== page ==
A stone fruit farm has been penalised $144,000 for ‘deliberate and conscious’ wage theft involving two workers.
The Federal Circuit Court was scathing of the conduct of Zucco Farming Pty Ltd, which operates a stone fruit farm near Swan Hill.
Judge Anthony Kelly penalised the company $120,000 and director Chris Zucco an additional $24,000 for the wage theft.
He described the treatment of the workers as “serious exploitation of employees”.
Stone fruit farm penalised for paying illegal flat rates
The two visa holders from Malaysia worked on the farm picking fruit, packing in addition to cleaning.
Zucco paid them illegal flat rates between $15.41 and $16.77 an hour – instead of $21.61 for ordinary hours, and $38.90 per hour for public holiday work, as outlined in the award.
When one of the workers asked Chris Zucco why their pay slips stated a rate of $21 an hour, he replied:
“I am not paying you $21… I do that just for my book work.”
Zucco and his company also provided false records to inspectors in an attempt to cover up the wage theft.
Judge Kelly found Zucco and his company “made deliberate and conscious decisions to underpay the employees”.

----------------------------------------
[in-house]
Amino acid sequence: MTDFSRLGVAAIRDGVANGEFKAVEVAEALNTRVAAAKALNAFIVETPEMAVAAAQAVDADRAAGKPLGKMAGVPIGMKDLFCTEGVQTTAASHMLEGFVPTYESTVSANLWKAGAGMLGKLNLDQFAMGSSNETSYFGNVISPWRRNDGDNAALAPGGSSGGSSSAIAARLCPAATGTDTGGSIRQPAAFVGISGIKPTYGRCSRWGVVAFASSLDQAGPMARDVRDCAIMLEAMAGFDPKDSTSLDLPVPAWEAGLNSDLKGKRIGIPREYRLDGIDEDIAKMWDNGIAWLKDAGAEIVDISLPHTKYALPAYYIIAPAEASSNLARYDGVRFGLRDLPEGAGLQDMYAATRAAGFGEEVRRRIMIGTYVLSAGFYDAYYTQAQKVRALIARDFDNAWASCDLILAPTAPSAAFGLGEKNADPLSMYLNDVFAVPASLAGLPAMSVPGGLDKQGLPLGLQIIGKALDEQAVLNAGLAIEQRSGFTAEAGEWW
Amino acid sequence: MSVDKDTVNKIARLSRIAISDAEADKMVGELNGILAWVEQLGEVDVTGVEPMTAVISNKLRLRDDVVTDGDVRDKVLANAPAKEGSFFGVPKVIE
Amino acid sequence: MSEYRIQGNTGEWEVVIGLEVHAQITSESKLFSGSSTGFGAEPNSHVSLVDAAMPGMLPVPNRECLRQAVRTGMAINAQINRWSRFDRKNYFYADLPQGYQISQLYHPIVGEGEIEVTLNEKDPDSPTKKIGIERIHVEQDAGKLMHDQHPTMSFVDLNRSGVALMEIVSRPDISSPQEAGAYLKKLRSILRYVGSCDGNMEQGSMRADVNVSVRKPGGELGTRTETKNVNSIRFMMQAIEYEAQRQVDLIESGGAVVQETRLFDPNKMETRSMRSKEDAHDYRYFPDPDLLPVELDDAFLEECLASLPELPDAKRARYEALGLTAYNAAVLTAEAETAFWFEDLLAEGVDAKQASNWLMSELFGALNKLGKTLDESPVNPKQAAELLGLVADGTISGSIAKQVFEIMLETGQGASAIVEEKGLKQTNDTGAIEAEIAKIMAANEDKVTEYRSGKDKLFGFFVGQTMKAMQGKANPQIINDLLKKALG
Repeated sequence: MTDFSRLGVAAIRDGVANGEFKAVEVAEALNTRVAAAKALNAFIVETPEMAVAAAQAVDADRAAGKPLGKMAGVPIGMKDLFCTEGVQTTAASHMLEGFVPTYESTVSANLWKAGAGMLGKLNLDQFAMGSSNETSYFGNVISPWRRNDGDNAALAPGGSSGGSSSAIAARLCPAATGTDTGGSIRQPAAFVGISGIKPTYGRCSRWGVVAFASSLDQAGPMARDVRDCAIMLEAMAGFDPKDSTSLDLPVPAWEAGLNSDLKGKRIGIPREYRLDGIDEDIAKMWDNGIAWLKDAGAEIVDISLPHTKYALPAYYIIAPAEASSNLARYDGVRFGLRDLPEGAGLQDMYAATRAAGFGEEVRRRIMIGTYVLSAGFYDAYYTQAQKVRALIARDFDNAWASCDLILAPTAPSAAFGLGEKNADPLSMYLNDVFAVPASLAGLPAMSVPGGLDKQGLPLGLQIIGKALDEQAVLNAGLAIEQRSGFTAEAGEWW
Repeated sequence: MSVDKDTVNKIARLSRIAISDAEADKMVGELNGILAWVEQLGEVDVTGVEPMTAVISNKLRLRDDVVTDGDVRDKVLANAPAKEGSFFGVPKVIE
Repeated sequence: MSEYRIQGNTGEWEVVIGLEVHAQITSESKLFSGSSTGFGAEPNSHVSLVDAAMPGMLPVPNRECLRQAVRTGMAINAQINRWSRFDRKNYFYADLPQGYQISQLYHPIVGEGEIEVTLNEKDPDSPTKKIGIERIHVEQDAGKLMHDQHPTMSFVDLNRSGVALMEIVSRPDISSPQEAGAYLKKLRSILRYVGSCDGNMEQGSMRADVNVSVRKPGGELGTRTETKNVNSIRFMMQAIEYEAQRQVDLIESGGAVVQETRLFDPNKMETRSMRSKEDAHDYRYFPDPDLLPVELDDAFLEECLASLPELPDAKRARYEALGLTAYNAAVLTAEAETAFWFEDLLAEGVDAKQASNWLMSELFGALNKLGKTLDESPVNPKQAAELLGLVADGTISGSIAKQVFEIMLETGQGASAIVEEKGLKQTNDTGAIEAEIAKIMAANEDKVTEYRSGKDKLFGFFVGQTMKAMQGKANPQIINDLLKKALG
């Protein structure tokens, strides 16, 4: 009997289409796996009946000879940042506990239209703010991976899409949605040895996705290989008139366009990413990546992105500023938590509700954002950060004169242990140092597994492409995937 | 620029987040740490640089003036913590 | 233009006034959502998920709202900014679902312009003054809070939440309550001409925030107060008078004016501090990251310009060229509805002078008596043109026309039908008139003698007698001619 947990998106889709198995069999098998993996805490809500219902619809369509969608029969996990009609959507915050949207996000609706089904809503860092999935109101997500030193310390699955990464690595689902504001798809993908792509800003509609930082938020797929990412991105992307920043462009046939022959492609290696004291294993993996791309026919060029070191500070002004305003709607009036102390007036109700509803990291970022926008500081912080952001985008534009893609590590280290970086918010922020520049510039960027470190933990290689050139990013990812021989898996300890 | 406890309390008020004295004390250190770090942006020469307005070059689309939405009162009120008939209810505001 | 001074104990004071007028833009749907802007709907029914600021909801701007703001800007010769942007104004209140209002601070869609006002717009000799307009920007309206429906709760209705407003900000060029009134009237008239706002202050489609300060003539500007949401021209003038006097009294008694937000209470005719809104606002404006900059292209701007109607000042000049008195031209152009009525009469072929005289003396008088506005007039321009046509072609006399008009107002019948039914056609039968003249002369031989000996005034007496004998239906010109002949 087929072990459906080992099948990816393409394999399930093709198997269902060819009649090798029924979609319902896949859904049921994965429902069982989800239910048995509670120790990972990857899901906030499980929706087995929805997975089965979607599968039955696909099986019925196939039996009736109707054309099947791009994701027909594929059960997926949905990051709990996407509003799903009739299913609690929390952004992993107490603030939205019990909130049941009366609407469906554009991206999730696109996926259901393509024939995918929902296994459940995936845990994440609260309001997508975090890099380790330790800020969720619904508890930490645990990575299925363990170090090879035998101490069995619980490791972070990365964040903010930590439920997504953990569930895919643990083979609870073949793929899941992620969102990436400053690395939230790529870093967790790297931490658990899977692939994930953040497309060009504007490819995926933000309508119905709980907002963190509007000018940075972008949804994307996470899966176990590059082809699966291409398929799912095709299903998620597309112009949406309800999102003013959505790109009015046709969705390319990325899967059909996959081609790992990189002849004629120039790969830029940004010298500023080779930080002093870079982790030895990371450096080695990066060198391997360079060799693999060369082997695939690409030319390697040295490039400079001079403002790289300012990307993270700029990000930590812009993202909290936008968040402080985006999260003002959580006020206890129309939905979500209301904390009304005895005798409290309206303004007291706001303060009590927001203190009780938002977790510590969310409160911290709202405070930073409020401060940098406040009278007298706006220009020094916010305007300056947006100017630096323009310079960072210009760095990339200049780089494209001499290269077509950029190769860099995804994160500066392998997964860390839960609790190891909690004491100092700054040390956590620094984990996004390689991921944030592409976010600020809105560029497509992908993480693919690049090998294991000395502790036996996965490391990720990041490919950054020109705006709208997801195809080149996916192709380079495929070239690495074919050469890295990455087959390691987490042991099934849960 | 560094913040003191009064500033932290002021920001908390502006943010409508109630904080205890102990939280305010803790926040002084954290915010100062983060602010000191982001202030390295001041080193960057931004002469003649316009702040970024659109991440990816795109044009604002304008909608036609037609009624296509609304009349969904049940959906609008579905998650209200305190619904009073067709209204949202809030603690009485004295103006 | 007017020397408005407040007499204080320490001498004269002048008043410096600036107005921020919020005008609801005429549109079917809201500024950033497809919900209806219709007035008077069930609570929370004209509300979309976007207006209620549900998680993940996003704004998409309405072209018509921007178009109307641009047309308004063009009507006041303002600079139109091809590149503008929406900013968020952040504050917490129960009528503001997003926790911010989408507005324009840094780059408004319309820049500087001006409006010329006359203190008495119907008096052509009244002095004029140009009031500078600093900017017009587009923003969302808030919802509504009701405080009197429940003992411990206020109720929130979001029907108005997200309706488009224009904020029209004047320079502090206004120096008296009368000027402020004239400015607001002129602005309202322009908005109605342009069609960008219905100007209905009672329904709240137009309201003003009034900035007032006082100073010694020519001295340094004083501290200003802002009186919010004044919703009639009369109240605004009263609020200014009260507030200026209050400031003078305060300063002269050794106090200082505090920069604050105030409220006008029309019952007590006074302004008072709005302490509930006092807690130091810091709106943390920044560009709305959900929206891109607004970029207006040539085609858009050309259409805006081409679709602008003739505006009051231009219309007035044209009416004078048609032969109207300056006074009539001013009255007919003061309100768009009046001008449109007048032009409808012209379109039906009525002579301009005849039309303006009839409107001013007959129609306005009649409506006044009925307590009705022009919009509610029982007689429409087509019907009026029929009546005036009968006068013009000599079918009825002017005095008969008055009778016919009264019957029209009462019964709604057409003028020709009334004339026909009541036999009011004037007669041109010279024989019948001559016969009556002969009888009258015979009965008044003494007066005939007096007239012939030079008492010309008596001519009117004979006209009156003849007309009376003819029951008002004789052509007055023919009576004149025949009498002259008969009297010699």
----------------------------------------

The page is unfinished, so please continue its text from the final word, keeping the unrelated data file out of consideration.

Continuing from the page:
He also found Zucco and his company had “persistently attempted to deceive the FWO”.
“They deliberately sought to mislead the FWO, both before and after the proceeding had commenced,” he said.
“The nature of the contraventions and the circumstances in which this employer committed them are significant as evidencing the serious exploitation of employees and a deliberate falsification of records.”
Judge Kelly also said the hefty penalty sends a strong message of deterrence to warn of the consequences of such conduct.
“I accept that it is necessary that the penalty imposed reflects the strong need for general deterrence in circumstances where employers may be tempted to prey on the vulnerability of employees.”
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Penalties don’t work
However, industrial relations advocate Miles Heffernan said monetary penalties are not deterring greedy employers.
“Wage theft is rife in many industries, including horticulture, hospitality, fast food and also retail,” he said. “Therefore, it is clear monetary penalties are not working.”
Mr Heffernan has previously advocated for governments to introduce criminal penalties for wage theft.
“Until we start locking up greedy bosses, they will continue to steal their workers’ wages with impunity,” he said.
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